• Allocating parking spaces for local residents and providing them with subsidized parking.

Originally constructed 40 years ago, the facility’s reconstruction has set a new standard for sustainable parking and transportation. In April 2018, Obilicev Venac achieved Parksmart Bronze certification, becoming the first garage in Europe to be awarded Parksmart certification. The application of Parksmart measures resulted in a 33 percent reduction in operation and maintenance costs.

Cal Poly Pomona
Pomona, Calif.
Cal Poly Pomona’s second parking structure recently earned Parksmart Bronze certification. The 1,800-space parking facility includes a number of sustainable features, including:

  • Solar panels.
  • Wi-Fi.
  • Secure bicycle storage.
  • Automated, dimmable LED lighting.
  • 24 EV charging stations.
  • Ride-share parking.

The facility also serves as a stop for four university shuttles, one of which connects with local transit, allowing students to use alternative transportation to reach the campus.
Michael Biagi, university director of parking and transportation services, says, “It’s the best parking on campus by far. It provides the quickest shuttle service to the center of campus, and I think it will provide the best parking experience for our students. The sustainable features of this structure really have our students excited about what can be done with sustainable design.” Biagi highlighted the drought-tolerant landscaping and state-of-the-art rainwater collection system as two of the features that demonstrate the university’s commitment to protecting the environment.

The $41 million structure was built on the site of a surface parking lot, and university officials went to great lengths through­out the process to ensure that the construction and operation of the structure was as sustainable as possible. The contractor used locally sourced concrete, recycled asphalt to pave the surface lot, and hired local labor to shorten workers’ commutes.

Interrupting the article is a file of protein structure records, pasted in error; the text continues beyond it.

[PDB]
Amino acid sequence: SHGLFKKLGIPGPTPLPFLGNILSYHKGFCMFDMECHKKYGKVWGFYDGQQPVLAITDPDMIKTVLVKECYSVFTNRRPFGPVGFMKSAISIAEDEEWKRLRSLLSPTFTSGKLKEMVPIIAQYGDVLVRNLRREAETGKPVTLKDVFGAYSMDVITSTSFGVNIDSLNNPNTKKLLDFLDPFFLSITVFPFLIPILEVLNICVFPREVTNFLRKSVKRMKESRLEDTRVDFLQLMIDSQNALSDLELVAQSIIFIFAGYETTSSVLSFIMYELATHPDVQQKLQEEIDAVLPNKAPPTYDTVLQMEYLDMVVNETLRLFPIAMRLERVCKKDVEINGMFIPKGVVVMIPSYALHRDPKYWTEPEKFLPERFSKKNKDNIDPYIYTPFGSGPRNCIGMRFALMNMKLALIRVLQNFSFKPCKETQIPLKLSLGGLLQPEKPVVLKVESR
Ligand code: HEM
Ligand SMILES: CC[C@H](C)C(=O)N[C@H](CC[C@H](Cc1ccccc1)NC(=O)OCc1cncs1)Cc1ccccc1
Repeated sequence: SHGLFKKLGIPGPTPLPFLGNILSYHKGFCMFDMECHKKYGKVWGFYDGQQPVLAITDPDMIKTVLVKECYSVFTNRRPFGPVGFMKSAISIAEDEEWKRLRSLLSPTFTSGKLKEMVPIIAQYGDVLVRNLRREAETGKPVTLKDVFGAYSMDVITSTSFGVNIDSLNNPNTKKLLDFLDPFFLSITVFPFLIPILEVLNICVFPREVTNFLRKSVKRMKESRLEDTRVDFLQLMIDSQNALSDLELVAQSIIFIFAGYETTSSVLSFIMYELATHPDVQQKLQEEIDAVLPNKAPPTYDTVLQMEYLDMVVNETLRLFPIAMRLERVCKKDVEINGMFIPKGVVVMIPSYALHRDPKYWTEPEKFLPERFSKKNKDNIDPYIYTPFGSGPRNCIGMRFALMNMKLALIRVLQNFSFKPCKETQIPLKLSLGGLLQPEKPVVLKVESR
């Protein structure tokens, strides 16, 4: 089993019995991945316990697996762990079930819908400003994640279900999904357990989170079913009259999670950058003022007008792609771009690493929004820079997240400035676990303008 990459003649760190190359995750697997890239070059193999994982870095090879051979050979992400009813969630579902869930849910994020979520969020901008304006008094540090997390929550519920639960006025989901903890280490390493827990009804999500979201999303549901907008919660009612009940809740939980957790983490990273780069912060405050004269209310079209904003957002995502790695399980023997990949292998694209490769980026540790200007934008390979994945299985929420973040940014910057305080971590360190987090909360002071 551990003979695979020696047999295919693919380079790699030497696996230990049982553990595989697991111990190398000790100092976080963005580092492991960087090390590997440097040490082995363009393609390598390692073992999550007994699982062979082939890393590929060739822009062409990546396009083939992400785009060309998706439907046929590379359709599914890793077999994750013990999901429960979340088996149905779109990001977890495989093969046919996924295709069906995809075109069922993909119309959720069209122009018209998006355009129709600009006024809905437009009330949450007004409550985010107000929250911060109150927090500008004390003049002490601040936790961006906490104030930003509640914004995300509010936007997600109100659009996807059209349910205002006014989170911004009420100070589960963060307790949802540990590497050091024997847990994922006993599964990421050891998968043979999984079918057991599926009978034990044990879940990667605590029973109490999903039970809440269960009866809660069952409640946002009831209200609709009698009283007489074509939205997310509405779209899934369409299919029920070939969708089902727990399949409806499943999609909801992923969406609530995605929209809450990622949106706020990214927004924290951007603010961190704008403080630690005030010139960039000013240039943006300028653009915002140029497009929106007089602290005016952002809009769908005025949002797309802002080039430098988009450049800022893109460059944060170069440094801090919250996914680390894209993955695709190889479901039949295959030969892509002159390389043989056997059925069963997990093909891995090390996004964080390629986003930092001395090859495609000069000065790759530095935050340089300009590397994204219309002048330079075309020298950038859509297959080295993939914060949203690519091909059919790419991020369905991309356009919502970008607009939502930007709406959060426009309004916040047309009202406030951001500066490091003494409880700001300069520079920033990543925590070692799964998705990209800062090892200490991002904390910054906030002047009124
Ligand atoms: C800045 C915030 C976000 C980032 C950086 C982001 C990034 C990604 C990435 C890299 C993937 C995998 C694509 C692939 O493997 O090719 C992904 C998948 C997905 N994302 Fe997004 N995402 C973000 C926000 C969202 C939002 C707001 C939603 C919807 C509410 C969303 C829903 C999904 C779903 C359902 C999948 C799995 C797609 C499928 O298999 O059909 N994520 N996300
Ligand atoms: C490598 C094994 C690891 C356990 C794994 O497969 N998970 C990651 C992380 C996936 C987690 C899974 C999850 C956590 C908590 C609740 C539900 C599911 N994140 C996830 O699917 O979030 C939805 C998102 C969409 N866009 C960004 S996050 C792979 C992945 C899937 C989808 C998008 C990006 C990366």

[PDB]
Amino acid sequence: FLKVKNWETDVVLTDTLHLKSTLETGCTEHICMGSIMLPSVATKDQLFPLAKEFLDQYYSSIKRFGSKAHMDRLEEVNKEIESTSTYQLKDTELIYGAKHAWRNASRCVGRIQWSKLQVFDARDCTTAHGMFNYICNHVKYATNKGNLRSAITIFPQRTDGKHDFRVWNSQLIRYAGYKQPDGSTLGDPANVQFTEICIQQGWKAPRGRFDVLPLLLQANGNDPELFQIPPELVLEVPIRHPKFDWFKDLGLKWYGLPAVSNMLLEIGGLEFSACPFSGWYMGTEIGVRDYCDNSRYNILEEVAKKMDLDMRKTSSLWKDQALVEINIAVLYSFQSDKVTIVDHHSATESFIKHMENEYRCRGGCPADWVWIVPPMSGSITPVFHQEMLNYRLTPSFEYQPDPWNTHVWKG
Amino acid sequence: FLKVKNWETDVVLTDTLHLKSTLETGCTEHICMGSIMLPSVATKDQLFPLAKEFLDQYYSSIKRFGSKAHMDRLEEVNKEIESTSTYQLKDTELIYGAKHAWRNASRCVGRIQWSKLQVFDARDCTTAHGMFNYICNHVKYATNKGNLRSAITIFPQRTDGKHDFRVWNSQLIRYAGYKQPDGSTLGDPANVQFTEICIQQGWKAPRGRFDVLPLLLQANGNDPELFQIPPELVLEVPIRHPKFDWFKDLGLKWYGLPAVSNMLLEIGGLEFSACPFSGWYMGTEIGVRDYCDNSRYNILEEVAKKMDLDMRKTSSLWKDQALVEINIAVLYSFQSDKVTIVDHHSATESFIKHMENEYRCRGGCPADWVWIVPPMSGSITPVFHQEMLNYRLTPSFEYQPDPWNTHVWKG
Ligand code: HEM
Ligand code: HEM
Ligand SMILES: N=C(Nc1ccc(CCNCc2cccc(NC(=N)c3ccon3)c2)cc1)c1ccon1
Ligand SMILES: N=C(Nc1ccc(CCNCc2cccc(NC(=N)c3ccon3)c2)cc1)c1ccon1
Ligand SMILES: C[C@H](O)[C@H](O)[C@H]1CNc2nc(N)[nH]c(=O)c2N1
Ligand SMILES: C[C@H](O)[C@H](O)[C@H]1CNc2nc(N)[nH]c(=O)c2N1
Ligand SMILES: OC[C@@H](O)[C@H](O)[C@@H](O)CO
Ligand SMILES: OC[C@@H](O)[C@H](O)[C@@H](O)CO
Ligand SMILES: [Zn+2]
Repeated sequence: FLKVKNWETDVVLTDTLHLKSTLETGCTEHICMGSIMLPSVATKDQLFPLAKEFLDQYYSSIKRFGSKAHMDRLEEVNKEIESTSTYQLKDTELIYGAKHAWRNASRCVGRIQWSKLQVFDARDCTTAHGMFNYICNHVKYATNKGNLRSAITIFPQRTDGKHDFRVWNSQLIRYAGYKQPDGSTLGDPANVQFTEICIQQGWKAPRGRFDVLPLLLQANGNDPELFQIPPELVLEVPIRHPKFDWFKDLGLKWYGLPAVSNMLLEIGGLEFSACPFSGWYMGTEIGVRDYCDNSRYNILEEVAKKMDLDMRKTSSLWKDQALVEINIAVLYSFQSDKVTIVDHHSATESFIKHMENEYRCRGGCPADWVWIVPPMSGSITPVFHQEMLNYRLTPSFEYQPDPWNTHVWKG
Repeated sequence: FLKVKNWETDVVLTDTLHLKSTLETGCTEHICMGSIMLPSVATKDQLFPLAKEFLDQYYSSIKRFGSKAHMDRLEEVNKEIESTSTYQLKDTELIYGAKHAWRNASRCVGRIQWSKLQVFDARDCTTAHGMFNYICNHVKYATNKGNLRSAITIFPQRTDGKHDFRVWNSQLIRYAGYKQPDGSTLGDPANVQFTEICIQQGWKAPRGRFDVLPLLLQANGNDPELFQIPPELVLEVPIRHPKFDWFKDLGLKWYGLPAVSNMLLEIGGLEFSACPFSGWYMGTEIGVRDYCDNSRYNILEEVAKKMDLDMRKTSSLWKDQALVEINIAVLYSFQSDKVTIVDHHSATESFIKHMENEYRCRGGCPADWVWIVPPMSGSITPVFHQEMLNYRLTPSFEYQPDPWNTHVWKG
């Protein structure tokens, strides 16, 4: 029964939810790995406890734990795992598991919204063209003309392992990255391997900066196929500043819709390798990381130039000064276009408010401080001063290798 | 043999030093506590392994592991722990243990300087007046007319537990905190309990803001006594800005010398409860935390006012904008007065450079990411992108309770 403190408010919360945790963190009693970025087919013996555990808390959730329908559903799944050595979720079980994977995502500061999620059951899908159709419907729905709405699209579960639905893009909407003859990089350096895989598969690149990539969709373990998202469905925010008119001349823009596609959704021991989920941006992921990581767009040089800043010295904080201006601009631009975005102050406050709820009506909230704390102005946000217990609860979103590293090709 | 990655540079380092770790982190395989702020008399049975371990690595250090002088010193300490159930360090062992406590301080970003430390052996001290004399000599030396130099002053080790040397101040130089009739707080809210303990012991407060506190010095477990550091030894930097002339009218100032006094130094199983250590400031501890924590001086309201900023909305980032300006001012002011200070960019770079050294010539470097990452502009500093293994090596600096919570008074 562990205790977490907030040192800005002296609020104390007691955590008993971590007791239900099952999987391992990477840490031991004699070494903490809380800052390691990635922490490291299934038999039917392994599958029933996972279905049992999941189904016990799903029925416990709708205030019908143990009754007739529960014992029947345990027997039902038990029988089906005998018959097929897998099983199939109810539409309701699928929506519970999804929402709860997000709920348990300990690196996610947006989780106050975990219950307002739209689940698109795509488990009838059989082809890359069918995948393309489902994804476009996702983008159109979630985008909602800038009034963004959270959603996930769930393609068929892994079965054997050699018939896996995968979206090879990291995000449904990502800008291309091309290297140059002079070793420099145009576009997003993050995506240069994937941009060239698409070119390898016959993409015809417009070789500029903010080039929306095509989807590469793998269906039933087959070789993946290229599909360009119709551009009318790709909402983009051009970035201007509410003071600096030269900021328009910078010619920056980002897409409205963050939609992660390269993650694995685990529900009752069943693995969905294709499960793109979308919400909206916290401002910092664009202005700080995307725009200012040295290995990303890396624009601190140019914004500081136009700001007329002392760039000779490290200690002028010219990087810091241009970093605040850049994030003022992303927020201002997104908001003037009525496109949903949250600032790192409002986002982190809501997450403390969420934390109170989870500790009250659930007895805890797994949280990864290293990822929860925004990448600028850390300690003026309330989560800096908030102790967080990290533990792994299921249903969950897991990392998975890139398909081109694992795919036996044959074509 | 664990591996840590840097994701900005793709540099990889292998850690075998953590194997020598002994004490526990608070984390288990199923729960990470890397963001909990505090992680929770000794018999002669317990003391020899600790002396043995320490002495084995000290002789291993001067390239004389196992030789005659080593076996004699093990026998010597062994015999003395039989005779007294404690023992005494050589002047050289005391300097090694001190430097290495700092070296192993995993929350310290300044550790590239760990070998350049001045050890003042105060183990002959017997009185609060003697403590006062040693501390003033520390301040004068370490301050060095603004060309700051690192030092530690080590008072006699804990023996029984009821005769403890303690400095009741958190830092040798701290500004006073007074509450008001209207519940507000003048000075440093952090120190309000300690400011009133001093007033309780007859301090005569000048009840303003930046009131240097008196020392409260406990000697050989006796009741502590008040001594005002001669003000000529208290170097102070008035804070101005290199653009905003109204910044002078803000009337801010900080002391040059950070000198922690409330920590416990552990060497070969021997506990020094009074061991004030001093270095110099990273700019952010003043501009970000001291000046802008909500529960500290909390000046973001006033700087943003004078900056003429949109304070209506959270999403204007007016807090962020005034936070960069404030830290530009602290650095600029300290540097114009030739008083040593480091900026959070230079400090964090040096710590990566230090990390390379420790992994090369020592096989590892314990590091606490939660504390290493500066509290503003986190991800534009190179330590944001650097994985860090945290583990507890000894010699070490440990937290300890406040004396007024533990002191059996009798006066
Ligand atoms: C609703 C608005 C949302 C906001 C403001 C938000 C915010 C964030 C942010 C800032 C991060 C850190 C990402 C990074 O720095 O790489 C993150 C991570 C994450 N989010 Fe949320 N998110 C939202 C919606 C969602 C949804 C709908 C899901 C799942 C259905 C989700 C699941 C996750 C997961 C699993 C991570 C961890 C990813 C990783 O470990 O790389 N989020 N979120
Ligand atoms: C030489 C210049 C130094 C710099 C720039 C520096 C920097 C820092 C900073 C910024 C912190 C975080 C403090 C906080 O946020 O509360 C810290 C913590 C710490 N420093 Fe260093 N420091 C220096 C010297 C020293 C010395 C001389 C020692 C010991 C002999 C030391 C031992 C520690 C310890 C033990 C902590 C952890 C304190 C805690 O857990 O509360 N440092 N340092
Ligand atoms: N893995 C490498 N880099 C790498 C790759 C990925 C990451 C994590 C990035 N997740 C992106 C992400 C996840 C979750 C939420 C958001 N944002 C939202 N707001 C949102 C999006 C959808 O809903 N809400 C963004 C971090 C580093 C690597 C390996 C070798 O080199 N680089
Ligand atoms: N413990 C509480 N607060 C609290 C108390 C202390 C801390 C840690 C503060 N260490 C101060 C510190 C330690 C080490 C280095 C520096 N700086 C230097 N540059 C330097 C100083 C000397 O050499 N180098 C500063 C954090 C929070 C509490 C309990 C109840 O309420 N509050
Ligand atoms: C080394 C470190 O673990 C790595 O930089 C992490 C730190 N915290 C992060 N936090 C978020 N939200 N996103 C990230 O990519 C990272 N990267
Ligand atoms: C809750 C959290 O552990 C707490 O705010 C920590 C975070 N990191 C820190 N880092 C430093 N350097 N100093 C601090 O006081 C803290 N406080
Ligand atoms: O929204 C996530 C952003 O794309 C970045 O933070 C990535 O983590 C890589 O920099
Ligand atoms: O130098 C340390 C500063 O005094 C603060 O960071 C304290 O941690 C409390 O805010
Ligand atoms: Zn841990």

Main Street Cupertino Loft Residences Garage
Cupertino, Calif.
Developed by Sand Hill Property Company, Main Street Cupertino Lofts is part of a newly created, mixed-use neighborhood in the heart of Silicon Valley, known as Main Street Cupertino. Main Street Lofts is the second location in the development. The property includes a two-level, below-grade, 92,000-square-foot parking garage.

The mechanical ventilation system for the Lofts garage is powered by two exhaust fan-motor units with a combined 47.5 horsepower powering respective centrifugal fan units.
Per California code, the garage ventilation system must run 24/7 in a subterranean garage with people residing above it. With no means of control in place and running 24/7, the garage-fan motor units would consume slightly more than 333,200-kilowatt hours (kWh) per year, with a correlating peak kilowatt (kW) demand greater than 38 kW.

The facility’s energy solutions provider deployed its demand-control ventilation system, including 23 BACnet-communicating, carbon monoxide (CO) sensors mounted throughout both levels of the garage. The sensors provide instantaneous feedback to the controller, which then relays speed commands to the garage’s exhaust-fan motors, increasing and decreasing motor speeds based on CO concentrations at a given time. This approach, when deployed with the facility’s proprietary and patent-pending control logic, routinely captures kWh and peak kW demand savings in the range of 95 percent—and, in the case of the Main Street Lofts garage, greater.

Since the time of the building commissioning, real-time data logging of kW consumption shows the garage is limiting the motors’ combined kWh consumption to just 9,200 kWh/year, providing a savings of roughly 324,000 kWh a year. Peak kW demand is being reduced by 37 kW/year, all while the property’s large garage ventilation fans run continuously.

Parking and mobility professionals have seen a significant transformation of the industry, with sus­tainability becoming inherent in every aspect. It con­tinues to be exciting to see all the innovative ideas and products coming out of this industry, and the future promises to be groundbreaking.

Read the article here.

MEGAN LEINART, LEED AP BD+C, is president of Leinart Consulting. She can be reached at